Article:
“Her nobles were purer than snow.” The meaning “nobles” is debated by scholars, and the English versions reflect that difference, note the translations: “nobles” (ASV, REV). “Nazirites” (CEB; KJV; YLT). “Princes” (CJB; ESV; NIV). “Dignitaries” (CSB). “Consecrate ones” (NASB; NET). “Young people” (NJB). Although “Nazirite” is a typical translation of the Hebrew word, that does not seem to be the most natural meaning here. It was the upper class, royalty, and the nobles who were “polished” and “known in the streets” (Lam. 4:8), not the Nazirites who were often ordinary people who had just taken a Nazirite vow for some special reason. John Goldengay writes: “While nazirim are usually people dedicated to Yahweh in a distinctive way (“Nazirites”), that meaning does not fit here. But nezer can mean a crown, which suggests a meaning such as “princes” here.”a The upper crust of society was normally well-fed, well-rested, well-educated, and not overworked, so they had a nice physical appearance. They were “purer than snow,” “whiter than milk” (this is not “white” skinned because the people were olive-skinned; but a reference to being clean and fresh-looking), ruddy (reddish, thus healthy looking) and “polished” like lapis lazuli (lapis lazuli was blue, but it symbolized glory and splendor; see Song 5:14).
“snow...milk...coral...lapis lazuli.” Lamentations 4:7 stands out from other verses in Lamentations in that the whole verse is full of color, and indeed, that is likely how the wealthy nobles seemed to the common people—full of color. Their skin was not wrinkled or darkened from the sun and hard work (cp. Song 1:5), their clothing was expensive and brightly colored, and they (especially the women, cp. Isa. 3:18-24) wore gold and colorful jewelry. That is how they were before their sin caught up with them and the Babylonians conquered Judah, but now things have changed drastically. “But now their appearance is darker than soot; ...Their skin has shriveled on their bones.” The Babylonian attack hit all segments of society very hard.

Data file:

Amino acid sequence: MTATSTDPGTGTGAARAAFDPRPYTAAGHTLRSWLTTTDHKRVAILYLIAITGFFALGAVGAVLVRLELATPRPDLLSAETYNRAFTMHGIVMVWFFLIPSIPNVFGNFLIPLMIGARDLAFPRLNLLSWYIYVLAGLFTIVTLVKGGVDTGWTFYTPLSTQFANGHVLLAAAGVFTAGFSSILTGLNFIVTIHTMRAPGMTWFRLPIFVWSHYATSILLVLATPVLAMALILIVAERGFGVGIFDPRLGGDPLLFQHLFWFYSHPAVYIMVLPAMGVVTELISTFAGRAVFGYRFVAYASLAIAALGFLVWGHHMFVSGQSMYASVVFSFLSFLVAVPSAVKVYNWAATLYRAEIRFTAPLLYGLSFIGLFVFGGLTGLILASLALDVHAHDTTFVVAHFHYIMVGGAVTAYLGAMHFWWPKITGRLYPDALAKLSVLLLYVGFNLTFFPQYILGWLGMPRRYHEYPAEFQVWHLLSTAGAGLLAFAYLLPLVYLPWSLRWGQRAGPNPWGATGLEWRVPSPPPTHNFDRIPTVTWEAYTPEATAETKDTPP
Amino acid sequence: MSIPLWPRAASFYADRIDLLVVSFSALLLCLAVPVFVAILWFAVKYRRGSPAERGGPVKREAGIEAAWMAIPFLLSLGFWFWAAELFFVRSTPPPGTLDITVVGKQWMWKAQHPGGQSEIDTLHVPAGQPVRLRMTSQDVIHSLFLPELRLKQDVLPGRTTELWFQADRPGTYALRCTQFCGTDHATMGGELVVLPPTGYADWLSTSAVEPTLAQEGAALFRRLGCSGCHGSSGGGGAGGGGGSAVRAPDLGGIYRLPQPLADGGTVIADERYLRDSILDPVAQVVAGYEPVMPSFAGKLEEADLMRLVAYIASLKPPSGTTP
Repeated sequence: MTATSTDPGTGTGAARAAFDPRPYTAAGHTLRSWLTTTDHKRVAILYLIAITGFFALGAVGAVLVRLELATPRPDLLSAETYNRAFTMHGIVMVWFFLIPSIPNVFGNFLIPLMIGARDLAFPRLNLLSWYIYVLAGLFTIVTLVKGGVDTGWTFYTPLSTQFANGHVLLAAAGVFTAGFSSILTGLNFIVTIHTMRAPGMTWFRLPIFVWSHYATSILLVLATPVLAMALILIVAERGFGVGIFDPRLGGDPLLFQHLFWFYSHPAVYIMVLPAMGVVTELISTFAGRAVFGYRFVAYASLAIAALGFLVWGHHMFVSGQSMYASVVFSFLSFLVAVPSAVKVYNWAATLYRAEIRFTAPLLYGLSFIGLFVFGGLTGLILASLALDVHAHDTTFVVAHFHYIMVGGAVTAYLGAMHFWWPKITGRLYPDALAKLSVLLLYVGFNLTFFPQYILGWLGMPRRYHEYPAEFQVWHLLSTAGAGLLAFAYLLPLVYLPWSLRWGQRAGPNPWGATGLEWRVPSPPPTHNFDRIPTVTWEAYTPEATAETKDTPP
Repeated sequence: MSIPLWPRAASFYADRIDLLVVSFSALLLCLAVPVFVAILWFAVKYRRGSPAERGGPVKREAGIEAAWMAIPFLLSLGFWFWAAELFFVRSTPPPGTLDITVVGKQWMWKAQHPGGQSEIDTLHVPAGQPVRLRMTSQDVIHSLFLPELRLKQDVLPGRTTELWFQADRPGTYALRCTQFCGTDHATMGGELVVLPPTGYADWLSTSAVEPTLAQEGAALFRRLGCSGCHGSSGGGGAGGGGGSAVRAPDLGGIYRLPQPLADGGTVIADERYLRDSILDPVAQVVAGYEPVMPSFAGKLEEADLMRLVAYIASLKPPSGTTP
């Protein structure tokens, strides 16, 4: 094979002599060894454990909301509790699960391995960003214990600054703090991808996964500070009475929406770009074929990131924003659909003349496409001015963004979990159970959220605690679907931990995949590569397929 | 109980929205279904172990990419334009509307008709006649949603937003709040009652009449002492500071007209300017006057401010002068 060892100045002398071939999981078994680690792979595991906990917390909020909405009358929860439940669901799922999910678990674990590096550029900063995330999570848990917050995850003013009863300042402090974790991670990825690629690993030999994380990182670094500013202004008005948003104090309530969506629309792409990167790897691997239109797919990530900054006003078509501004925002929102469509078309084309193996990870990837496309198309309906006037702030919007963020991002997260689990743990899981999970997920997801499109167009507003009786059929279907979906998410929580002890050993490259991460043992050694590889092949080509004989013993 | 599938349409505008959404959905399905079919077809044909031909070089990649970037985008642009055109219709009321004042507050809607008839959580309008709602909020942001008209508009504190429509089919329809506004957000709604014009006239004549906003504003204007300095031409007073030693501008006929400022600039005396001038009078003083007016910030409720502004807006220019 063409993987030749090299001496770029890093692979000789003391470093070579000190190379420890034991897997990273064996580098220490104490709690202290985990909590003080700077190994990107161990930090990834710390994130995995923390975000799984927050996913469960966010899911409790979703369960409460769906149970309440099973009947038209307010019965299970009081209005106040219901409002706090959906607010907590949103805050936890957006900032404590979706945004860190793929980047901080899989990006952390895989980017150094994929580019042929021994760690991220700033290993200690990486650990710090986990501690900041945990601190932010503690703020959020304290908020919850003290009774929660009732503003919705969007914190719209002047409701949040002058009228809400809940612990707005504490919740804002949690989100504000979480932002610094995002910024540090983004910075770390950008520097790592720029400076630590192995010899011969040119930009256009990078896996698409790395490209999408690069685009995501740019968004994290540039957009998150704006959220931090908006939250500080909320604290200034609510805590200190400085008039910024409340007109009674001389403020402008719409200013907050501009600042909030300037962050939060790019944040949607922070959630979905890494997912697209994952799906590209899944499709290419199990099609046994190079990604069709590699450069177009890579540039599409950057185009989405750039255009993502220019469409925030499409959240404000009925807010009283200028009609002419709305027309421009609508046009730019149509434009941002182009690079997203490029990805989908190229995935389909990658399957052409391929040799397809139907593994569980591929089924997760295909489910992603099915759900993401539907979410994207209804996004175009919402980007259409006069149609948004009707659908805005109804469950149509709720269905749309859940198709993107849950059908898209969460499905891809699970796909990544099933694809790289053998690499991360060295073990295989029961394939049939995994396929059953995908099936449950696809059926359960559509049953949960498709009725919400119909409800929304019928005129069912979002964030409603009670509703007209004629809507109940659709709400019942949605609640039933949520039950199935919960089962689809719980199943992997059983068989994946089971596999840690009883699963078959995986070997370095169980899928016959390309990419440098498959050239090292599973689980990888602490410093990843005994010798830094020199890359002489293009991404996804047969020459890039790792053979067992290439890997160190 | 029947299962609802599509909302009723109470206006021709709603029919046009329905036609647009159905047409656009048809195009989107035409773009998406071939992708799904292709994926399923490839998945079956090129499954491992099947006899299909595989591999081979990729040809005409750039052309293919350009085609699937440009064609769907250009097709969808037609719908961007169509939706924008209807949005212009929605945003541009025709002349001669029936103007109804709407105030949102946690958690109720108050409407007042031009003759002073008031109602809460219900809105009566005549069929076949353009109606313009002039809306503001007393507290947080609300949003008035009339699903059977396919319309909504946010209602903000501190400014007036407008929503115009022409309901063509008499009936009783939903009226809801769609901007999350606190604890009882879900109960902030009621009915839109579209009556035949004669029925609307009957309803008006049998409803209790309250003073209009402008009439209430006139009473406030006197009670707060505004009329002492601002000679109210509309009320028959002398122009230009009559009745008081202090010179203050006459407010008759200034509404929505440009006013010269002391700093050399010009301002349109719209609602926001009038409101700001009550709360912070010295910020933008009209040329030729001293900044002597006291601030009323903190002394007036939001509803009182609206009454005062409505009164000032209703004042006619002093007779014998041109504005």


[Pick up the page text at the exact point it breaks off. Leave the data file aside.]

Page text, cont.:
“brighter than milk.” The Hebrew word translated as “brighter” is tsachach (#06705 צָחַח), and it means “to shine, to be bright; to gleam” (BDAG); be “dazzling, be aglow” (Strong’s). There was not much that was really “white” in the ancient world. Wool was an off-white, but not a bright white. So milk stood out as something that seemed to be bright, to shine, and that seems to be the emphasis here more than the color white, especially because the next phrase says they were “ruddy,” which is a healthy pinkish color.
“coral.” The coral being mentioned here came from deep in the Mediterranean Sea and had beautiful deep orange-red color (see commentary on Proverbs 31:10).
“their form was like lapis lazuli.” The Hebrew text of this phase is difficult and has been interpreted in several different ways, as reading the English versions reveals. However, the scholarly consensus is that the phrase refers to the form or shape of the bodies of the nobles, just as lapis lazuli is cut and polished into various beautiful shapes in pieces of jewelry. The Hebrew text being translated as “lapis lazuli” is correct. Some versions say “sapphire,” but there were no sapphires (or rubies) that archaeologists are aware of around Israel in those ancient times. However, since the Hebrew refers to a blue stone, the older translations that pre-date archaeology, such as the King James Version, assumed that the valuable blue stone was a sapphire, and that tradition has continued to this day (cp. CEB; CJB; ESV. Note that the NIV84 read “sapphire,” but was changed to lapis lazuli in the 2011 update).